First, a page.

Oh, we’re going to “vet” those refugees, you say? We’re going to background check them? Please, tell me how that goes. Go on, explain the process bit by bit. Are we going to look up refugees on Syria’s probably nonexistent high-tech terrorist watch list and biometric database? Are we going to send ICS agents to Raqqa, under French bombs, to interview those people’s former employers? Should we Google them and see if they “like” ISIS on Facebook? Explain to me, step by step, how we “background check” millions of refugees from one of the world’s worst war zones in a reliable way. I am genuinely curious.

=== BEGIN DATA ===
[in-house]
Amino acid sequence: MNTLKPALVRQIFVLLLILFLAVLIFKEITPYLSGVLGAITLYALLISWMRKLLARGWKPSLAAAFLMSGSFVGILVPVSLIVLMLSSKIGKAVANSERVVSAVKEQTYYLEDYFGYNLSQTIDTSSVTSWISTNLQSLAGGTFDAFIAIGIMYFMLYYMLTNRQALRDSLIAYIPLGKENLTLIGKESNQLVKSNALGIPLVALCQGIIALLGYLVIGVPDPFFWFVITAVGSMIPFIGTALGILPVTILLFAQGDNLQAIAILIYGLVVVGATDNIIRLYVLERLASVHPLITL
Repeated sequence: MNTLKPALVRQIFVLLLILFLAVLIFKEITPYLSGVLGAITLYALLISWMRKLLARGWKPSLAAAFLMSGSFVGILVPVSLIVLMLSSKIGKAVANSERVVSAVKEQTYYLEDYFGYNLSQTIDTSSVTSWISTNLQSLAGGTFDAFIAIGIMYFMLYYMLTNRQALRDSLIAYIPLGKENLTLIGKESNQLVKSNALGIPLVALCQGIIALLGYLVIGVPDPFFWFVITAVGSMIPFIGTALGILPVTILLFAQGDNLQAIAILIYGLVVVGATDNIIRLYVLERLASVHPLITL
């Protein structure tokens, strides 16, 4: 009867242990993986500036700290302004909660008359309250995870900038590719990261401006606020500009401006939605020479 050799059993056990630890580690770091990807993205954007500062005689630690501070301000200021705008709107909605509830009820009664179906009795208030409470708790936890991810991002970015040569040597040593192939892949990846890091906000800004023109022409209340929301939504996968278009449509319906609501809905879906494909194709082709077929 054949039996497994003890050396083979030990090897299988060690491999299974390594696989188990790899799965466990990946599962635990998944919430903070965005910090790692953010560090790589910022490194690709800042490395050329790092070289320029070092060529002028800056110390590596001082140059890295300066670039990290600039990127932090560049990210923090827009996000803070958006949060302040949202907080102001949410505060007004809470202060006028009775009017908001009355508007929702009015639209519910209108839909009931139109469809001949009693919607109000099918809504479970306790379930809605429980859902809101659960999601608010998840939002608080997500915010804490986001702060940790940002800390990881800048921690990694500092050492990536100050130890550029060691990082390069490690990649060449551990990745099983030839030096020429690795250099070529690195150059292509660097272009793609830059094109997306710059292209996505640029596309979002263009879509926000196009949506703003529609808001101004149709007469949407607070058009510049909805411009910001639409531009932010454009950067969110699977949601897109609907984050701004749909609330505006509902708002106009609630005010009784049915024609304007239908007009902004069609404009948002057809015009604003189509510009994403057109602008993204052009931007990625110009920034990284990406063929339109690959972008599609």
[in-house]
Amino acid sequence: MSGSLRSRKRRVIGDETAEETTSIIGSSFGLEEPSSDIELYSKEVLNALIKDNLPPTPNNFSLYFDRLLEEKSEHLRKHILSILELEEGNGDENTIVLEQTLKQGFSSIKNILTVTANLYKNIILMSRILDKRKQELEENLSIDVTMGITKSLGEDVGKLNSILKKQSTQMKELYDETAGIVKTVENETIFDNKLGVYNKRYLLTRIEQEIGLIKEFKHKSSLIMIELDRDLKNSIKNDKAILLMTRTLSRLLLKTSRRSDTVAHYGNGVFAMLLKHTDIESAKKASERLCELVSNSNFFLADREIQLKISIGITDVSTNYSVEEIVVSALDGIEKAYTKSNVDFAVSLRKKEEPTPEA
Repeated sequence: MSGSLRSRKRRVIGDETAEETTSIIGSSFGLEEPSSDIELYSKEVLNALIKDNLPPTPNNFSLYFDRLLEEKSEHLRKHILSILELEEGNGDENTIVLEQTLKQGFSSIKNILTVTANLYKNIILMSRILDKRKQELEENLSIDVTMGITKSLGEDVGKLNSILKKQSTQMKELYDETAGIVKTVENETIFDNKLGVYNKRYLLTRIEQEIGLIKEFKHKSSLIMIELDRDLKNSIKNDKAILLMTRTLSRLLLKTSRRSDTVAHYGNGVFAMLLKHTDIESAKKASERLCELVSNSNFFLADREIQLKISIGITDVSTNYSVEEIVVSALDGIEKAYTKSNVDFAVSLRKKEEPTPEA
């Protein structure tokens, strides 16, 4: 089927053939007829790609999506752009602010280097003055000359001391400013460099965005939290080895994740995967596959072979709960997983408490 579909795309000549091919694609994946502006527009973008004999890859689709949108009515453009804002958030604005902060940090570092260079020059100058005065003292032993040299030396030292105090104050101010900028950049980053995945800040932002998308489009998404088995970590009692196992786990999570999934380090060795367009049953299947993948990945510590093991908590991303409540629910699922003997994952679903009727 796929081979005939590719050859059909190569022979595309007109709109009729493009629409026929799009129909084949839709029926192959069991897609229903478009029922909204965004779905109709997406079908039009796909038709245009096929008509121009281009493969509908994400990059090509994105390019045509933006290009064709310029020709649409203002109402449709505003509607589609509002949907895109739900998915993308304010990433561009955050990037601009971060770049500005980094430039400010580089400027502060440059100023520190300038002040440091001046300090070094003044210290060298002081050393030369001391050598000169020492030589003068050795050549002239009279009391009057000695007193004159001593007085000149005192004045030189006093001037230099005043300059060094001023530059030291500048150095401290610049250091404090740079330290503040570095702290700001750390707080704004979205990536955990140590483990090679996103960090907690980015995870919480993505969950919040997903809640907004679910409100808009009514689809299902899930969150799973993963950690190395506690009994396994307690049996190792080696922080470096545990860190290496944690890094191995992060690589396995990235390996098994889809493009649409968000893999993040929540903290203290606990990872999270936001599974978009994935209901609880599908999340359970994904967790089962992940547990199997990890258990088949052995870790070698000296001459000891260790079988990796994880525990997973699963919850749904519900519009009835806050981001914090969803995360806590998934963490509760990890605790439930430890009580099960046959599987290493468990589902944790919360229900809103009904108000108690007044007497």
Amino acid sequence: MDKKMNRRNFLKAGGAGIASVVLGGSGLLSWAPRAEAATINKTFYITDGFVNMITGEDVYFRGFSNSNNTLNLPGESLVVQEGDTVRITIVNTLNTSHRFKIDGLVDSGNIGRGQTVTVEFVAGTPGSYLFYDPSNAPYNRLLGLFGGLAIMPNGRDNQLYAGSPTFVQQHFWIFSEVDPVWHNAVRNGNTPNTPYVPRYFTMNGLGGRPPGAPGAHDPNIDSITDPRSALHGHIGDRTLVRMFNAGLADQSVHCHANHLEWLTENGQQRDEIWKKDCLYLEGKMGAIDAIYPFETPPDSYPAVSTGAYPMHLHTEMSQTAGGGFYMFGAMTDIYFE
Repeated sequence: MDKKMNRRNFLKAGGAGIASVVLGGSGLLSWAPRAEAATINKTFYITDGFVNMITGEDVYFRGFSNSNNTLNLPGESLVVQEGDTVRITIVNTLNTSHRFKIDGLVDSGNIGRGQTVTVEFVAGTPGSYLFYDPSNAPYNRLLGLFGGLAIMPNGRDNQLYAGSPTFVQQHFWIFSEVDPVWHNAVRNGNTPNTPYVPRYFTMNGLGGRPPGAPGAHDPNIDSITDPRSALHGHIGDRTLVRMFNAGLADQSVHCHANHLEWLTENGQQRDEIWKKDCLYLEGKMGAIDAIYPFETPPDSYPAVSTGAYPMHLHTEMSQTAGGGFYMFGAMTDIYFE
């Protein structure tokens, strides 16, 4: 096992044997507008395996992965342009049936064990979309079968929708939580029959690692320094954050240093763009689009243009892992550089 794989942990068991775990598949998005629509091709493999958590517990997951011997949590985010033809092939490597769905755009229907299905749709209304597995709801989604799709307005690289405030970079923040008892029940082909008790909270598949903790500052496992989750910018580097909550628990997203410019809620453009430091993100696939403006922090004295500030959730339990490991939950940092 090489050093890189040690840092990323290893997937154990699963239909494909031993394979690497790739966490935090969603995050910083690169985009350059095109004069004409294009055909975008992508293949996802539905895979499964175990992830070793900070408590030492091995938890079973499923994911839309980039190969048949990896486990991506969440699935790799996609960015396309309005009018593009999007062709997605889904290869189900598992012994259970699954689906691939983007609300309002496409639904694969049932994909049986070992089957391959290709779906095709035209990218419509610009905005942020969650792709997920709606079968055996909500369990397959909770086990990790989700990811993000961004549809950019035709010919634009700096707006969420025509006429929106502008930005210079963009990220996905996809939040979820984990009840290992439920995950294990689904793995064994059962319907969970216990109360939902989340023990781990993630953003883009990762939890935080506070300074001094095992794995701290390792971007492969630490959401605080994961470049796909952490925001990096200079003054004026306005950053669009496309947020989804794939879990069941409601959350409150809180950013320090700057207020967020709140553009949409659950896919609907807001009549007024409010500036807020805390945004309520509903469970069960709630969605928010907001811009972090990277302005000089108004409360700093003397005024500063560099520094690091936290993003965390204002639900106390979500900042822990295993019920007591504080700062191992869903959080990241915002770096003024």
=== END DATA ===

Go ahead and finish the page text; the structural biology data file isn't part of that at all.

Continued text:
But please, whatever you do, in the name of all that is holy, if you don’t go to church on Sunday, and if everything you know about Christianity is second hand, don’t lecture me about my own religion. Yes, Jesus said to help the stranger. Yes, Jesus said to love even unto self-sacrifice. And also in the real world there are competing goods. I’m pretty sure Jesus would have wanted me to love my friends’ friends who were murdered last week, but now I won’t have a chance. If there’s a moral issue out there, Christian tradition has wrestled with it for millennia, and in this specific instance has recognized that there are competing goods: We should love foreigners, but we should also love our own community. Christian tradition has generally recognized the merits of regulating immigration for the sake of one’s own community. It’s complicated. But hey, you can throw a Bible verse in my face and call me a hypocrite. Good for you! Thanks for fulfilling the cliché that progressives are always sensitive to the complexities of every culture, except Western Christian culture.